Who We Are | Divorce at Altitude – Ep. 1

Divorce at Altitude Podcast

In episode one of Divorce at Altitude, Ryan shares the story of Eric Wolff and his divorce experience that resonates with many individuals going through or thinking about divorce. 

Amy shares her journey of becoming a divorce lawyer and how her experience working in a juvenile center and clerking for a family law judge helped foster her passion for family law and resolving problems for families in a creative way.  

Ryan tells how he found his passion of helping clients redefine themselves through monumental transitions in life after his college baseball career came to an end. 

Stay tuned for the next episode of Divorce at Altitude, where Ryan and Amy will discuss pre-martial agreements and how you can create them and enforce, or not enforce them, leaving a marriage.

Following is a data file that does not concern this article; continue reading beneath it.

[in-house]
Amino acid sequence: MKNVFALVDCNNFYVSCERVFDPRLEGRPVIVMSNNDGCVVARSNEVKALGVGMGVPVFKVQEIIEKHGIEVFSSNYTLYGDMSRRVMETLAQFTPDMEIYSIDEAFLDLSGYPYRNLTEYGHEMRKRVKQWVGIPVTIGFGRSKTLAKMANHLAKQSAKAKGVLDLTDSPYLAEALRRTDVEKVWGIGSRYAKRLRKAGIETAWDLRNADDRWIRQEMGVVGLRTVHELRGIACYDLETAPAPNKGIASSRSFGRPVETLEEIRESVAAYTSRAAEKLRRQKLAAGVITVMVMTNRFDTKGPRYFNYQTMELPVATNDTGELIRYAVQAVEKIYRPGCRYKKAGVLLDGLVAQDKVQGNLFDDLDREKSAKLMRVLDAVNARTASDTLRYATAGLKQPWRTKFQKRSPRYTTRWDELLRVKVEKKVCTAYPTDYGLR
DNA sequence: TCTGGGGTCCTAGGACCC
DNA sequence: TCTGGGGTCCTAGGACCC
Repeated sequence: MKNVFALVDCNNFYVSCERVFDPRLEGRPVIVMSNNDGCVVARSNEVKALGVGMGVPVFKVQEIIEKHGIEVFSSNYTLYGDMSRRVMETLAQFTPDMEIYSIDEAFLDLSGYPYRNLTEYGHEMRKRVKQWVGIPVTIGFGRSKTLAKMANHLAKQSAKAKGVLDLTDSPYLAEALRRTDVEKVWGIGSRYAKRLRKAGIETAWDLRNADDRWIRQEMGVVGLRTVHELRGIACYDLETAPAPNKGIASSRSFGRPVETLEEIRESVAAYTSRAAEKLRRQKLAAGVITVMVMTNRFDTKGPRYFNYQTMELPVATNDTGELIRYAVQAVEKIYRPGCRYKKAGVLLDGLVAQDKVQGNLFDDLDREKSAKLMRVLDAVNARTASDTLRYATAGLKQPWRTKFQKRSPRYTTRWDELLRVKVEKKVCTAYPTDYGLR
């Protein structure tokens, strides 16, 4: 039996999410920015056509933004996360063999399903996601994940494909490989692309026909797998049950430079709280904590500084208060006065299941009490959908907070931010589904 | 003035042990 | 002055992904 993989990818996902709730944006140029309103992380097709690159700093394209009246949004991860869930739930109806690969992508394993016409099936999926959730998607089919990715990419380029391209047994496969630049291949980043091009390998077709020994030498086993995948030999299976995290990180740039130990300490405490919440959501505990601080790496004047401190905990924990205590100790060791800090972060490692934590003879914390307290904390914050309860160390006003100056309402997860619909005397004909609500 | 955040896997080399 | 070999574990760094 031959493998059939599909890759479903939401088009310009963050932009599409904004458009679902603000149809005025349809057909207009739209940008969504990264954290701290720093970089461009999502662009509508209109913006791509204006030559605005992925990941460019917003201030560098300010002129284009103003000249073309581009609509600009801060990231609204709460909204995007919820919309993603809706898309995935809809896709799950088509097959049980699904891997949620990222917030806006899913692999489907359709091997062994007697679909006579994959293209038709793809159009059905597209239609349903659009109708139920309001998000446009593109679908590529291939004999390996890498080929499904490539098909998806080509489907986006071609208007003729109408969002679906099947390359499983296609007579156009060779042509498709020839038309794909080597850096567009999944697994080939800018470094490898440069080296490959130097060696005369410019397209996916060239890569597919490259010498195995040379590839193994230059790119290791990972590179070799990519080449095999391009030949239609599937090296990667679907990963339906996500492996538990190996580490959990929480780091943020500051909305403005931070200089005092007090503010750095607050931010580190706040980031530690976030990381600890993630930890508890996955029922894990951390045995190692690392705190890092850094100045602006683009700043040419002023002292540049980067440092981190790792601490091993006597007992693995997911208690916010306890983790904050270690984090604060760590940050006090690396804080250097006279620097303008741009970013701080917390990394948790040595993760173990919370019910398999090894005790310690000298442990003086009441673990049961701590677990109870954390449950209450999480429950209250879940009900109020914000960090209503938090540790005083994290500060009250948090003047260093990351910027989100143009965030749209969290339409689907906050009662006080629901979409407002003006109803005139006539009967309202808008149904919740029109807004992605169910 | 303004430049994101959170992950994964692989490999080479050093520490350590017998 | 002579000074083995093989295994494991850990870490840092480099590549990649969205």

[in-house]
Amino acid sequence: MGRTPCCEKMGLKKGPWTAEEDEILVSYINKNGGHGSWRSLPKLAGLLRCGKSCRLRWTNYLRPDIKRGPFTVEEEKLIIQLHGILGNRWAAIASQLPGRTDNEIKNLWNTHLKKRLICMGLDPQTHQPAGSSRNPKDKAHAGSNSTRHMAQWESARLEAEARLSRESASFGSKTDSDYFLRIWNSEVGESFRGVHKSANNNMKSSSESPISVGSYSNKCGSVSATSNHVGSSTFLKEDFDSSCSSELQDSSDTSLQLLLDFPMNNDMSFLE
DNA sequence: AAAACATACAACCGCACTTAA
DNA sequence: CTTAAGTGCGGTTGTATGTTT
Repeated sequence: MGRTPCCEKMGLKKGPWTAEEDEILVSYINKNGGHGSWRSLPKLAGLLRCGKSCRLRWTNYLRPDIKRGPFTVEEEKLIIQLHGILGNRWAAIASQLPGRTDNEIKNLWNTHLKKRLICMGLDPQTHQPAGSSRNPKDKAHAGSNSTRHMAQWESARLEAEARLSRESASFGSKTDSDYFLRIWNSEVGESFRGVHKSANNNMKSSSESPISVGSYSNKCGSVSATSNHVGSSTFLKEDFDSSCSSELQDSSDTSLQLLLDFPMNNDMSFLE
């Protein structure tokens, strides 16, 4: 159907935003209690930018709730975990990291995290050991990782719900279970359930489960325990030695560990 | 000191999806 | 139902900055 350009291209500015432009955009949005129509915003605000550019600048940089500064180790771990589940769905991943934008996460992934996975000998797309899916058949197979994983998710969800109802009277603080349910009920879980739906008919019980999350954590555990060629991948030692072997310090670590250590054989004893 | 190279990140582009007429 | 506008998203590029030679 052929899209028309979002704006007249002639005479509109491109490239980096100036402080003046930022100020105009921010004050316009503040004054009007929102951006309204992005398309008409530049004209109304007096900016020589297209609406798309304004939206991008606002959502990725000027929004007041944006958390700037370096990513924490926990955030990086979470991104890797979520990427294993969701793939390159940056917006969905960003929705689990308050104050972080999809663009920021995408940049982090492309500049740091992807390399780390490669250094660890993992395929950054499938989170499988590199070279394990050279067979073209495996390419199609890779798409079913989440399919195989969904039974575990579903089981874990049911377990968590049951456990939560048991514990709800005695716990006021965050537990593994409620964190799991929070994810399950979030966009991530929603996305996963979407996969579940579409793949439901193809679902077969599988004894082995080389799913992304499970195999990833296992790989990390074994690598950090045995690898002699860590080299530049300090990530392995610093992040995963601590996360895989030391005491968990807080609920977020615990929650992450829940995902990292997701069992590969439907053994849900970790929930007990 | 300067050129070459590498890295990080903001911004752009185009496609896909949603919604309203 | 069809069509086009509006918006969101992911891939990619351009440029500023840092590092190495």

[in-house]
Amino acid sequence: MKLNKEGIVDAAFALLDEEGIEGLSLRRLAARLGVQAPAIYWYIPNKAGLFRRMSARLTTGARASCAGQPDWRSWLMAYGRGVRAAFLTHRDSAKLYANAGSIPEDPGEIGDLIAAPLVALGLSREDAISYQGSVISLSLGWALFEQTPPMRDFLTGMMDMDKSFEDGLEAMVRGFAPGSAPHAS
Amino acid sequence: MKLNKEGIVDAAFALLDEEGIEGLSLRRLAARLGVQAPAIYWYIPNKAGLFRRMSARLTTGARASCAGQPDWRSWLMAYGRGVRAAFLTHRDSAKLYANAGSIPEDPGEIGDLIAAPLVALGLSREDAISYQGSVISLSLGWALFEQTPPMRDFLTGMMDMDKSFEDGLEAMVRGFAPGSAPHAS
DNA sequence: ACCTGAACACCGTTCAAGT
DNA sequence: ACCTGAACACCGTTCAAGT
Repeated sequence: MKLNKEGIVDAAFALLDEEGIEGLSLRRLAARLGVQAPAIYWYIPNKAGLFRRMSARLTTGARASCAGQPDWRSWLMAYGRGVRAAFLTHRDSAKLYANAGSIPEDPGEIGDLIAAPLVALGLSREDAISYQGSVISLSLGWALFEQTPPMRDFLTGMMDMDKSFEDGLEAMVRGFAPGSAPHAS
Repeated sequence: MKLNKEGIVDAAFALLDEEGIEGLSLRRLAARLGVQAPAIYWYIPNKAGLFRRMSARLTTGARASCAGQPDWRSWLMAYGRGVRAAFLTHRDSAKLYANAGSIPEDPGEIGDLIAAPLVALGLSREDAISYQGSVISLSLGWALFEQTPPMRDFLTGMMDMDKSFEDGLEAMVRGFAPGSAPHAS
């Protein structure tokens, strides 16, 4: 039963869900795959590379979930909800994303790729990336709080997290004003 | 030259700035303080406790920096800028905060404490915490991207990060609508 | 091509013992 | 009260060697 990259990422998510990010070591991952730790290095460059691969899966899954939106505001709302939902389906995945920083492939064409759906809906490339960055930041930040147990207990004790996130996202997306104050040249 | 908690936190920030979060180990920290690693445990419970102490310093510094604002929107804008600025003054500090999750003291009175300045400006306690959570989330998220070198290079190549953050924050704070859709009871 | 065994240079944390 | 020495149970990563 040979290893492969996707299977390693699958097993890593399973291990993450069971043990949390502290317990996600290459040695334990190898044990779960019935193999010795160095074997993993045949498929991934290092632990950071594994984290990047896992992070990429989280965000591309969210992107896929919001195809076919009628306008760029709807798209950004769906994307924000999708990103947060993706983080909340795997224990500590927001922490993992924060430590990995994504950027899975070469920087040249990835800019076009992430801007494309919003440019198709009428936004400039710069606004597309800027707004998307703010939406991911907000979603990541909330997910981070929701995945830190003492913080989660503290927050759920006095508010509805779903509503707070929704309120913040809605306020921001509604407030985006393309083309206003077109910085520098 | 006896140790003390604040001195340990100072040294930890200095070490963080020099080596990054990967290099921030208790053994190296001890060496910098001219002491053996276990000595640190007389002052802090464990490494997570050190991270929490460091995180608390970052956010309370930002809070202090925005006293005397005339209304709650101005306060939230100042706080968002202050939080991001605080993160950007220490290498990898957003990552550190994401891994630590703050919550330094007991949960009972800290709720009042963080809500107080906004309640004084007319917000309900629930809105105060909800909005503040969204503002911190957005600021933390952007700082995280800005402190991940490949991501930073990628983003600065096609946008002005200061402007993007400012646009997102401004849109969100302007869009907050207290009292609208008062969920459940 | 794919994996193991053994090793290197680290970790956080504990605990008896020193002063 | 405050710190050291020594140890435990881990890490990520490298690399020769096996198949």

What is Divorce at Altitude? 

Ryan Kalamaya and Amy Goscha provide tips and recommendations on issues related to divorce, separation, and co-parenting in Colorado.  

To subscribe to Divorce at Altitude, click here and select your favorite podcast player. To subscribe to Kalamaya | Goscha’s YouTube channel where many of the episodes will be posted as videos, click here

Episode 1 – Who We Are

Ryan Kalamaya:
Hey everyone. I’m Ryan Kalamaya.

Amy Goscha:
And I am Amy Goscha.

Ryan Kalamaya:
Welcome to Divorce at Altitude, a podcast on Colorado family law.

Amy Goscha:
Divorce is not easy. It really sucks. Trust me, I know. Besides being an experienced divorce attorney, I’m also a divorce client.

Ryan Kalamaya:
Whether you are someone considering divorce or a fellow family law attorney, listen in for weekly tips and insight into topics related to divorce, co-parenting, and separation in Colorado.

Ryan Kalamaya:
Hey, Amy.

Amy Goscha:
Hi, Ryan.

Ryan Kalamaya:
What’s new?

Amy Goscha:
Just recording our first episode of Divorce at Altitude.

Ryan Kalamaya:
How do you think it’s going?

Amy Goscha:
I mean, we’re here, right?

Ryan Kalamaya:
Why don’t you tell everyone about our podcast and what we’re doing here?

Amy Goscha: